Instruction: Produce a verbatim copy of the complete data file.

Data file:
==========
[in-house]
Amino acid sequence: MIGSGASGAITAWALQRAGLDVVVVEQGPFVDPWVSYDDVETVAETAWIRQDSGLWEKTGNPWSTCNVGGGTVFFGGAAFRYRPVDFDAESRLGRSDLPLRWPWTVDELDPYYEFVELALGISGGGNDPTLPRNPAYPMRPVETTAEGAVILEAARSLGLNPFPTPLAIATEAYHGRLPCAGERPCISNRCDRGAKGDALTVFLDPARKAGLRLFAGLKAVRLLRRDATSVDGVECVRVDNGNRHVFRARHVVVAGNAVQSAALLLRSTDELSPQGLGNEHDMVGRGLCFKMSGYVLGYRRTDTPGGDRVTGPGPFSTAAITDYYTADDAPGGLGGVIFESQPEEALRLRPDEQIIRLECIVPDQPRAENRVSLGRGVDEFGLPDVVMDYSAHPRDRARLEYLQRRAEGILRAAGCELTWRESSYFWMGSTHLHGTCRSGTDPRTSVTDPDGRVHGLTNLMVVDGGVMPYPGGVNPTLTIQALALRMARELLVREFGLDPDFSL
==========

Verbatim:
[in-house]
Amino acid sequence: MIGSGASGAITAWALQRAGLDVVVVEQGPFVDPWVSYDDVETVAETAWIRQDSGLWEKTGNPWSTCNVGGGTVFFGGAAFRYRPVDFDAESRLGRSDLPLRWPWTVDELDPYYEFVELALGISGGGNDPTLPRNPAYPMRPVETTAEGAVILEAARSLGLNPFPTPLAIATEAYHGRLPCAGERPCISNRCDRGAKGDALTVFLDPARKAGLRLFAGLKAVRLLRRDATSVDGVECVRVDNGNRHVFRARHVVVAGNAVQSAALLLRSTDELSPQGLGNEHDMVGRGLCFKMSGYVLGYRRTDTPGGDRVTGPGPFSTAAITDYYTADDAPGGLGGVIFESQPEEALRLRPDEQIIRLECIVPDQPRAENRVSLGRGVDEFGLPDVVMDYSAHPRDRARLEYLQRRAEGILRAAGCELTWRESSYFWMGSTHLHGTCRSGTDPRTSVTDPDGRVHGLTNLMVVDGGVMPYPGGVNPTLTIQALALRMARELLVREFGLDPDFSL